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Ingredient Spotlight: Olive Oil

Olive Oil is one of the few oils that you can use at 100% in soap making.  This means that you can make a soap that consists of only olive oil, water, and lye.  This type of soap is called Castile Soap, and is a very mild and nourishing bar.  The one downside of castile soap is that it takes a very long time for the soap to fully cure.  Soaps made with a combination of oils typically take 4-6 weeks to cure, although some may benefit from longer cure times.  Castile soap requires a much longer cure time, up to a full year!  
Since most of us don't want to wait a year to be able to use a batch of soap, we generally use a mixture of oils.  However, olive oil is still used in high percentages in many recipes.  It helps to add a lovely dense and creamy lather to your soap, and can help trace stay relatively slow when used in higher percentages, allowing the soap maker to create various swirls from colored soap batters.  Castile soap is notoriously slow to trace due to being 100% olive oil.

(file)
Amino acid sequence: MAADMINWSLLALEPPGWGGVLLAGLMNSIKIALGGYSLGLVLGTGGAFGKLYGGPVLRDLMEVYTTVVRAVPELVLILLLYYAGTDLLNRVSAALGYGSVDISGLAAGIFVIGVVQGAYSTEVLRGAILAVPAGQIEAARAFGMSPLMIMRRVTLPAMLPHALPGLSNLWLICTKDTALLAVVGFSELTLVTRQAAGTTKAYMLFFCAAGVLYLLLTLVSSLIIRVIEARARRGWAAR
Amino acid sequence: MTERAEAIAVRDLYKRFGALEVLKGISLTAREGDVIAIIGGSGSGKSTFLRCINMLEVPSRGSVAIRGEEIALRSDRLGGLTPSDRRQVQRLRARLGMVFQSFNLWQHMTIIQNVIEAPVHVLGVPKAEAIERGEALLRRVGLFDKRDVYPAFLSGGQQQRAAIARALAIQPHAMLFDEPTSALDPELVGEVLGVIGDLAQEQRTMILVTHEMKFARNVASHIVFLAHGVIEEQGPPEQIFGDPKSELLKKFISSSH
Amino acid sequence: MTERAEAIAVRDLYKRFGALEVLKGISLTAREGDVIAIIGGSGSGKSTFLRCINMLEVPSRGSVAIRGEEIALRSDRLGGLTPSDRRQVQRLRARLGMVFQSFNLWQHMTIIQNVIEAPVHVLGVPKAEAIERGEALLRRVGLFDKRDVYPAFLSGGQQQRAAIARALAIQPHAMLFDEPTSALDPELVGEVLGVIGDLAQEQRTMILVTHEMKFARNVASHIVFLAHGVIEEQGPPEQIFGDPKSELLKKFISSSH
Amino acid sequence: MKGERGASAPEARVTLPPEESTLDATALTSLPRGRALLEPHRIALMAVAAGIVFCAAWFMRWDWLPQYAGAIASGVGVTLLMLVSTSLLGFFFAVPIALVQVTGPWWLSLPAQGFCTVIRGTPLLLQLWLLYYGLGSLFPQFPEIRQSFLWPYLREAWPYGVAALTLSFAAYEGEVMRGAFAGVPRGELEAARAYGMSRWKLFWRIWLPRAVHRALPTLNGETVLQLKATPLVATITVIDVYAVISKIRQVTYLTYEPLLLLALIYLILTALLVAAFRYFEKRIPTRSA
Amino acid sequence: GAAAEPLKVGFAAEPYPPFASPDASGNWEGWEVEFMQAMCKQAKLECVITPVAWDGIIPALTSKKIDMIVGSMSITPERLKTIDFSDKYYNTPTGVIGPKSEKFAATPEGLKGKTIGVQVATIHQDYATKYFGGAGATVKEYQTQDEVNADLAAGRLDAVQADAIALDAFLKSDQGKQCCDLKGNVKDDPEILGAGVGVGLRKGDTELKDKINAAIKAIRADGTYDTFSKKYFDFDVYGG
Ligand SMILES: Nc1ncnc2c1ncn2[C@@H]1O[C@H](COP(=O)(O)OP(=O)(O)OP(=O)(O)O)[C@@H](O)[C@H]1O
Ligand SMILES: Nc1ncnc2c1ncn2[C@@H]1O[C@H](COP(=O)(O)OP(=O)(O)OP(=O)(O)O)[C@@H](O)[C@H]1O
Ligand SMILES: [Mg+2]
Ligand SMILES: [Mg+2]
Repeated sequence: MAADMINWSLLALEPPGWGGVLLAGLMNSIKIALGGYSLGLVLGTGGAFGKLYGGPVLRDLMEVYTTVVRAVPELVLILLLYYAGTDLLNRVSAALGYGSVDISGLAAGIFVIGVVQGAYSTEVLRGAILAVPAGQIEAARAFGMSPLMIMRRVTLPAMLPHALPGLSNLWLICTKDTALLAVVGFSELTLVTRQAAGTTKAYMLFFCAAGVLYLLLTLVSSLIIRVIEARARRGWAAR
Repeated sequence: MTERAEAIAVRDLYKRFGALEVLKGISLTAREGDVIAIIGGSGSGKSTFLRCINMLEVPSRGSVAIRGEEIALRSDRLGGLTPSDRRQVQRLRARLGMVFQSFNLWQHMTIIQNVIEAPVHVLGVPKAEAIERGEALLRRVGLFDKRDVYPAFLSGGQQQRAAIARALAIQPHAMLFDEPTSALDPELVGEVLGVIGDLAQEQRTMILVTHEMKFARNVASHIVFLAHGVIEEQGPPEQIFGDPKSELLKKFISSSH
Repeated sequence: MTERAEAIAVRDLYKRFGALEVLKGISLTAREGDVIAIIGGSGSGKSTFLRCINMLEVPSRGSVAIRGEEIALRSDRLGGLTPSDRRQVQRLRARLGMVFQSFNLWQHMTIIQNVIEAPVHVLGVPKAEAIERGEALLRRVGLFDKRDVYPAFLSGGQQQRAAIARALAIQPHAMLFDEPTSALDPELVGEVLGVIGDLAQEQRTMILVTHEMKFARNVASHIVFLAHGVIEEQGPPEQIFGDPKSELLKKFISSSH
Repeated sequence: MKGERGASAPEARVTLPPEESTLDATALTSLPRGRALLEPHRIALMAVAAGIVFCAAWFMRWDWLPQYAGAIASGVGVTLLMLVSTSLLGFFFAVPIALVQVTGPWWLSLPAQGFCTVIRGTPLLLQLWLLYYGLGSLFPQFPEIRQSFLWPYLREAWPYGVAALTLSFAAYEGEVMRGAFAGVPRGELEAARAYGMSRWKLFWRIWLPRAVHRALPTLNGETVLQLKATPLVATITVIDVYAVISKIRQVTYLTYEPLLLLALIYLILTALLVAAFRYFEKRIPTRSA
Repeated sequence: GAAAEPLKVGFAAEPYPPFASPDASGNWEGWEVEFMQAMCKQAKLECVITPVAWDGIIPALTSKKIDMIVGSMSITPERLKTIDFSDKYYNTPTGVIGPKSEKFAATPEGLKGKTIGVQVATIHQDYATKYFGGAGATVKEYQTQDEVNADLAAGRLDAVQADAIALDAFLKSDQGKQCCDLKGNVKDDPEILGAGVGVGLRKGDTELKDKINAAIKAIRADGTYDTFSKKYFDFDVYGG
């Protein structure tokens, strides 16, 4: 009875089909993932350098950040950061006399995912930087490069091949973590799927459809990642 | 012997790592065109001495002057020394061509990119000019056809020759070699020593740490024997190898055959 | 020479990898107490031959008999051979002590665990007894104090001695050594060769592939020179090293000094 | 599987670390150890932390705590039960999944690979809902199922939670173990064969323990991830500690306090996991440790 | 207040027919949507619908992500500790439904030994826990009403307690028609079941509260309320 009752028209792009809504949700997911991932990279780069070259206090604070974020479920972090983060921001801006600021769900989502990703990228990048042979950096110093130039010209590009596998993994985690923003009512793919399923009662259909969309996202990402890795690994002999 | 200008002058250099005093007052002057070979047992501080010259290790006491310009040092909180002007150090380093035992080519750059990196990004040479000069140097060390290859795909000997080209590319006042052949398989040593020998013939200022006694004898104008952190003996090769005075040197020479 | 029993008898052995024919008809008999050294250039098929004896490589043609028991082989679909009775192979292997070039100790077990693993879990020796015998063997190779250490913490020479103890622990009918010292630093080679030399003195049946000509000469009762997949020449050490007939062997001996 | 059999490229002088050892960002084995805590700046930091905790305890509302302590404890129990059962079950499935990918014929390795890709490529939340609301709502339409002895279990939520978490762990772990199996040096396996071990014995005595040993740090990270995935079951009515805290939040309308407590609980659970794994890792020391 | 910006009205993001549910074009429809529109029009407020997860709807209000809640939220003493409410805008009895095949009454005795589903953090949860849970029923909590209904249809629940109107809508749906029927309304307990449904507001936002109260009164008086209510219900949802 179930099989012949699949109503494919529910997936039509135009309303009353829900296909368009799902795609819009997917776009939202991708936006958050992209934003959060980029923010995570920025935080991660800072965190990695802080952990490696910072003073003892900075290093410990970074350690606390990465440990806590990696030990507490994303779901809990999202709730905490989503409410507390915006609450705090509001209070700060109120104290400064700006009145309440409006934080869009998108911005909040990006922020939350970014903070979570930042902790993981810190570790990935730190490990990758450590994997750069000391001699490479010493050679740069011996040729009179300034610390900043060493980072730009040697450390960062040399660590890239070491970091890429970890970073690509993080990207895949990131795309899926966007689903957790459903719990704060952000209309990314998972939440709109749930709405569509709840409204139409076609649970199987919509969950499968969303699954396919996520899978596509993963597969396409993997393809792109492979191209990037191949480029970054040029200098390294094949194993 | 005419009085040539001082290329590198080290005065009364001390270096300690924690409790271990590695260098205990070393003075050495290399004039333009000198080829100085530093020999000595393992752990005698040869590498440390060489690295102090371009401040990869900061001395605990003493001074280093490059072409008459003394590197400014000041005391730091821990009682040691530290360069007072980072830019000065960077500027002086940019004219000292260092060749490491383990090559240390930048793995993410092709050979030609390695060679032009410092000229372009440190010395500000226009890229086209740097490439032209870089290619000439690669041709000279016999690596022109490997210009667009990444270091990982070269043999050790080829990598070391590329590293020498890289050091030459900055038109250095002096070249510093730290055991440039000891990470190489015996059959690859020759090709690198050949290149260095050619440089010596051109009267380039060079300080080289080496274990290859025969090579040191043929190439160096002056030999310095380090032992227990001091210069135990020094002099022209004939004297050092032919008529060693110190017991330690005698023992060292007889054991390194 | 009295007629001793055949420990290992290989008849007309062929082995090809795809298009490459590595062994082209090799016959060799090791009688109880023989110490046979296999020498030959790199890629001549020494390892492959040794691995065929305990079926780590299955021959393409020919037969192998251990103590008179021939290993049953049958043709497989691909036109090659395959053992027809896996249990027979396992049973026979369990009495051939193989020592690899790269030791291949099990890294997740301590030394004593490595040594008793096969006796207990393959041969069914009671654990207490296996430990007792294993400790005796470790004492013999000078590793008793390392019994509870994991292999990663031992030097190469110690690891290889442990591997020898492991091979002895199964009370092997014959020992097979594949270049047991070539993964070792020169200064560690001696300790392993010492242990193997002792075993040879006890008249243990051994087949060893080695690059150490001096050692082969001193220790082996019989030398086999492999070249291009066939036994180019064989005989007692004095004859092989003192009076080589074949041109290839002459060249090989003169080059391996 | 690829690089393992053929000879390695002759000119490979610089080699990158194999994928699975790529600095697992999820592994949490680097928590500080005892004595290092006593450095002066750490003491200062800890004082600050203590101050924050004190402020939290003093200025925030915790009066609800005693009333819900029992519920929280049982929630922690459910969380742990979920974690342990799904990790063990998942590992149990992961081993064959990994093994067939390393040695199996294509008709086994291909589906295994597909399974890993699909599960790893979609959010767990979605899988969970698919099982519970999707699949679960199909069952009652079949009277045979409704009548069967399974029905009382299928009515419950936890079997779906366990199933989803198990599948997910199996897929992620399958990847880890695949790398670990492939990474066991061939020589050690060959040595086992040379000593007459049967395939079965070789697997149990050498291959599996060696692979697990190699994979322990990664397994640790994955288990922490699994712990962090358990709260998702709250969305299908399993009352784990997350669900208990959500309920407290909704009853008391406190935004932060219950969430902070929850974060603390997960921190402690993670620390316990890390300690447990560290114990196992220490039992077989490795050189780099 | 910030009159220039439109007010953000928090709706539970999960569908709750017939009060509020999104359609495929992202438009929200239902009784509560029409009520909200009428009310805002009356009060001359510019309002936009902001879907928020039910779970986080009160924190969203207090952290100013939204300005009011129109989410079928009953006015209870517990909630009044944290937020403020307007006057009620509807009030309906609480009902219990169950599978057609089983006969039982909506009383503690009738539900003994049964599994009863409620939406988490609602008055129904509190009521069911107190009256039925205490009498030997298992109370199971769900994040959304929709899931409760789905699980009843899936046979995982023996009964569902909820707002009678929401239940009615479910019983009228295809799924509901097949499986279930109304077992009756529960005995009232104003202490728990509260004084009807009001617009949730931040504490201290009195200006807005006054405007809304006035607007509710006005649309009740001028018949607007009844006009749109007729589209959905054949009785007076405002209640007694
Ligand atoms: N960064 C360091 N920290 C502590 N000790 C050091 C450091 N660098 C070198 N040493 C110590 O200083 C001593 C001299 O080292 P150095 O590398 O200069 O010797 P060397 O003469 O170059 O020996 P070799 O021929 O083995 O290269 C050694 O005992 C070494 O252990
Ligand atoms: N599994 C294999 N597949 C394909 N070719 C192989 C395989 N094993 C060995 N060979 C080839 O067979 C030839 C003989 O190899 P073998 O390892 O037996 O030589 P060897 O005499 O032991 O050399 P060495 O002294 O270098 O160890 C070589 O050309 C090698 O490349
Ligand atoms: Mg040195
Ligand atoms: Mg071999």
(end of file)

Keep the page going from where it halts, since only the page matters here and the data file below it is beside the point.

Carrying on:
There are a lot of different kinds of olive oil available.  We've probably all used extra virgin olive oil for cooking, but there are other varieties as well.  These include pomace, virgin, and pure (also sometimes called Grade A).  Any of these can be used in soap making, but the cost of some of these can be prohibitive.  I typically use pure olive oil in my soaps, as it is both readily available and the most economical.  I also like the pure olive oil because I have found that it tends to be lighter in color than pomace or extra virgin.  This means that my oils aren't as yellow or greenish, and it is easier for me to achieve the colors I want in the finished soap.  
Olive oil has been used for centuries as a beauty product.  It can also be used on the skin as a type of lotion.  It contains several antioxidants and absorbs readily into the skin.  

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